Low pass RF filter – Custom RF Lowpass Filter

Low pass RF filterLow pass RF filter – RF Clean up Lowpass Filter

Low pass RF filter: Model number 800412 is a Low pass RF filter in a coaxial package for interface outside the system package. The purpose of the Low pass RF filter is to eliminate unwanted interferences from adjacent channels. Electrical specifications are 1.5 to 1.0 VSWR maximum and 2.5 dba of insertion loss maximum at and below 2060 MHz. Rejection is 25 dBa minimum at 2110 MHz. Size is 2.75 x 0.5 x 0.5 inches and Input/outputs are SMA female connectors.


The first form of electronic filters or RF Filters are passive analog linear filters, constructed with resistors and capacitors or resistors and inductors. Known as RC and RL single-pole filters respectively. These simple filters have limited uses. For greater control of response form, bandwidth and transition bands, Multipole LC filters were invented. The original Multipole filter was the constant k filter, designed by George Campbell in 1910. Campbell’s filter is a ladder network based on transmission line theory. Together with improved filters by Otto Zobel and others, these filters are known as image parameter filters. A major step forward was taken by Wilhelm Cauer who founded the field of network synthesis around the time of World War II. Cauer’s theory allowed filters to be constructed that precisely followed some prescribed frequency function.

Passive filters

Passive designs of linear filters are based on combinations of resistors , inductors and capacitors . They are collectively known as passive filters, because they do not depend upon an external power supply and they do not contain active components like transistors.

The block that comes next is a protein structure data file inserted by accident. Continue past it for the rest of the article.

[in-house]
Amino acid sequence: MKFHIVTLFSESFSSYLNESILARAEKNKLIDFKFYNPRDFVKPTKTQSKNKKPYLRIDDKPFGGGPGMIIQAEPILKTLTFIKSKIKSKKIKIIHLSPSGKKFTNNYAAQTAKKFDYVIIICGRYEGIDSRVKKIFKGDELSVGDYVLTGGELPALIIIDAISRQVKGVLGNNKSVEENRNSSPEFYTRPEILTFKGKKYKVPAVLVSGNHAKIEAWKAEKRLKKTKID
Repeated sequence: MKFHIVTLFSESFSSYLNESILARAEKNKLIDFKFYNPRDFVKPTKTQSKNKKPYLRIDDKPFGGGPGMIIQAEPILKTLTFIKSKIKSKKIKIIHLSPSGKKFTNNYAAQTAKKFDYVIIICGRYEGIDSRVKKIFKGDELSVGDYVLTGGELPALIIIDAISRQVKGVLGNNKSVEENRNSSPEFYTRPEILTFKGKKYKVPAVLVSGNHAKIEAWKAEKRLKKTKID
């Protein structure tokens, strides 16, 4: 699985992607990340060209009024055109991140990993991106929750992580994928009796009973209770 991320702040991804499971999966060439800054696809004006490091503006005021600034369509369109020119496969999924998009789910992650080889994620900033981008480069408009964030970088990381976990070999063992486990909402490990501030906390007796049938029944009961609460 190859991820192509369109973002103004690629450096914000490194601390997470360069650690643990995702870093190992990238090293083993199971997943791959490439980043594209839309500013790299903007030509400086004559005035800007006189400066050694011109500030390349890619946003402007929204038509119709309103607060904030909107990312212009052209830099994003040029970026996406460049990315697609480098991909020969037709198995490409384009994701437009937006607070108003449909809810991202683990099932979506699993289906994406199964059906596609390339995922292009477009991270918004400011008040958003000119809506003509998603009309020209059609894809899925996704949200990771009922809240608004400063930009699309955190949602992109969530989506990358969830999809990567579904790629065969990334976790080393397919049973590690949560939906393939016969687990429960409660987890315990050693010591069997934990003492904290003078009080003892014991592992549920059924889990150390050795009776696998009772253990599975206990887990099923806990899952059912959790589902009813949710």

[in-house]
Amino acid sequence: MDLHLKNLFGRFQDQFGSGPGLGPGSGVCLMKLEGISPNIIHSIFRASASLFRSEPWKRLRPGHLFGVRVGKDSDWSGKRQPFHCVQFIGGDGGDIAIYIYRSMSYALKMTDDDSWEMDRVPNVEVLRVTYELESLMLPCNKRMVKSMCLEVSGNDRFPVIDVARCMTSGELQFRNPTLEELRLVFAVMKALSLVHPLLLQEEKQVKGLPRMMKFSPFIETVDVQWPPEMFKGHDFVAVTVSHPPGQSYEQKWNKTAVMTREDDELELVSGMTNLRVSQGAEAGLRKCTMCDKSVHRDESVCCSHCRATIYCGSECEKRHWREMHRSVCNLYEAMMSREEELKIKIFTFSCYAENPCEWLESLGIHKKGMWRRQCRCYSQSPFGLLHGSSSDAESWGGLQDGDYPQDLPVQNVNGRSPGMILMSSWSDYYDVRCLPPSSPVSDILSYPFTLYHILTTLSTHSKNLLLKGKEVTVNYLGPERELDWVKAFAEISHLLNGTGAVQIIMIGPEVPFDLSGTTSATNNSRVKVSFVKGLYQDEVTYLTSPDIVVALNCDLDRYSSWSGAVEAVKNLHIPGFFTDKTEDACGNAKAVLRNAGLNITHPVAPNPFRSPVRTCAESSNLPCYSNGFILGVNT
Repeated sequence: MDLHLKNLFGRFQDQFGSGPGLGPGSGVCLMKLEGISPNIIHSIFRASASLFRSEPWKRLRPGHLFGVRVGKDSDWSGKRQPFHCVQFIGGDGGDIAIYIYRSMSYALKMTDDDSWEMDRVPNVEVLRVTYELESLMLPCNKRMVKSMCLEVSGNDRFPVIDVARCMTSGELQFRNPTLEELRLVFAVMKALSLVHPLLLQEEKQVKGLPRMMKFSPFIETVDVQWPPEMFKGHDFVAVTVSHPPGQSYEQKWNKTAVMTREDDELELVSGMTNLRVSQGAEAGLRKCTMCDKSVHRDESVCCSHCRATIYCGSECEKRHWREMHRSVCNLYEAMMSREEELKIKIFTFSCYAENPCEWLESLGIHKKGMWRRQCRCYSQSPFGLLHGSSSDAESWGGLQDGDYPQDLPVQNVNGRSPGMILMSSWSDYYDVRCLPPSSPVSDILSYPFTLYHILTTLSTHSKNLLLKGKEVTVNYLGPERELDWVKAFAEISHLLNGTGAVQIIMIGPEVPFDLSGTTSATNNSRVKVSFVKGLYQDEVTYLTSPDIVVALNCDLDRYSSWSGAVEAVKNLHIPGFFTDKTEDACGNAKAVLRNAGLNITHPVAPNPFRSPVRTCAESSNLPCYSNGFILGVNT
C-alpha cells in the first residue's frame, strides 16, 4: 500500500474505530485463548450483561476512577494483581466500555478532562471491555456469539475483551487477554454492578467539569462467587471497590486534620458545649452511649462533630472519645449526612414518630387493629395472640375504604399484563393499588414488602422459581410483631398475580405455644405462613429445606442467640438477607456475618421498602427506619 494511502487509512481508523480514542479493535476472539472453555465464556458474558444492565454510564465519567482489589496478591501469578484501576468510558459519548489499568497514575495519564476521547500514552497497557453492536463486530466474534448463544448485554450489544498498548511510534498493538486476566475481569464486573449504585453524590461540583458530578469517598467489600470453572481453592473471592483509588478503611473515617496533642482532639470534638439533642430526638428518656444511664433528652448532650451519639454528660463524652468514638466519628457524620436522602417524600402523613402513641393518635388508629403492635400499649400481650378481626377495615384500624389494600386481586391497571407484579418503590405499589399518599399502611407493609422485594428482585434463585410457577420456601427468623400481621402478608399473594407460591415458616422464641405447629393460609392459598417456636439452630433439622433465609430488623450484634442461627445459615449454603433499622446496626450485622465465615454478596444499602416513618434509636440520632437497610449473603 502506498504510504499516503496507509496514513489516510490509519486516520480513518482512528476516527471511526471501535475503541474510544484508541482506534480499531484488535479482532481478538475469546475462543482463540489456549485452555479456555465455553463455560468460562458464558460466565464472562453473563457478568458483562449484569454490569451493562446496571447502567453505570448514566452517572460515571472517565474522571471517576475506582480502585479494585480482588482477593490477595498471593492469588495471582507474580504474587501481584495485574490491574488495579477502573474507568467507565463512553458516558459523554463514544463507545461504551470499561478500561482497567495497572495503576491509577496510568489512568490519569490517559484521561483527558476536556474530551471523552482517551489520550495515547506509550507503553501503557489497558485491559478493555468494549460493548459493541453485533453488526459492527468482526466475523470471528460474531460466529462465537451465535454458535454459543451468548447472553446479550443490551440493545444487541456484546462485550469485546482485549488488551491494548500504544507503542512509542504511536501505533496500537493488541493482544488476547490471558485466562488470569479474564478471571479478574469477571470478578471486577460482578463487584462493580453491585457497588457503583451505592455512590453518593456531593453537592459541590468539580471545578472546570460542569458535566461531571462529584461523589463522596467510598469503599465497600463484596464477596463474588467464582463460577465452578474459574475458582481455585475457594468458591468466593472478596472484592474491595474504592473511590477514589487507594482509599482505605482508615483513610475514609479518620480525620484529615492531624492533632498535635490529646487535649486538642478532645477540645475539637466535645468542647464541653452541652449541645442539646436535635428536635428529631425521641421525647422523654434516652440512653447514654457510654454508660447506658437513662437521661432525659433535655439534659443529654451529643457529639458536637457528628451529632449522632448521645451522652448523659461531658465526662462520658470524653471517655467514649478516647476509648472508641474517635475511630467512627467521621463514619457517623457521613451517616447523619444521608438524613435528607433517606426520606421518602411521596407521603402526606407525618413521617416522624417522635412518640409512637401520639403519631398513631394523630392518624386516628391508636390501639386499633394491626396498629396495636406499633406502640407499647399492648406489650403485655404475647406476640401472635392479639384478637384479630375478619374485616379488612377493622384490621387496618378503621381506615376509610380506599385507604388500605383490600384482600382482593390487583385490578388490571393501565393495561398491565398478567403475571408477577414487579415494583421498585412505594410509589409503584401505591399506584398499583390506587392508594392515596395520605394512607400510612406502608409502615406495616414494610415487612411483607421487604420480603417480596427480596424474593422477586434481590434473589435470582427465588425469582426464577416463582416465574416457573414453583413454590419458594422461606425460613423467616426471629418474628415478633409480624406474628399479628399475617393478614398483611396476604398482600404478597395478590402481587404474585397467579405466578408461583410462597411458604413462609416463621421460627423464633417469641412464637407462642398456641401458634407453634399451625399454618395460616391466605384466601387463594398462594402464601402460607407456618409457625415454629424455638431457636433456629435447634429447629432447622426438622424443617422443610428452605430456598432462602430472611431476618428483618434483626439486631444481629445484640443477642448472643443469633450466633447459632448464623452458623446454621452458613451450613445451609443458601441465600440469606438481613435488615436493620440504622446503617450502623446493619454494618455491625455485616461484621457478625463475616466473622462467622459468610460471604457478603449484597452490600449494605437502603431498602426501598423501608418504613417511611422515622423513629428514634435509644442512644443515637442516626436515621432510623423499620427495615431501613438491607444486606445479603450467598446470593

Capacitors conduct high-frequency signals and block low-frequency signals, while inductors do the reverse. A filter in which the signal passes through an inductor, or in which a capacitor provides a path to ground, presents less attenuation to low-frequency signals than high-frequency signals and is therefore a low-pass filter. If the signal passes through a capacitor, or has a path to ground through an inductor, then the filter presents less attenuation to high-frequency signals than low-frequency signals and therefore is a high-pass filter. Resistors on their own have no frequency-selective properties, but are added to inductors and capacitors to determine the time-constants of the circuit, and therefore the frequencies to which it responds.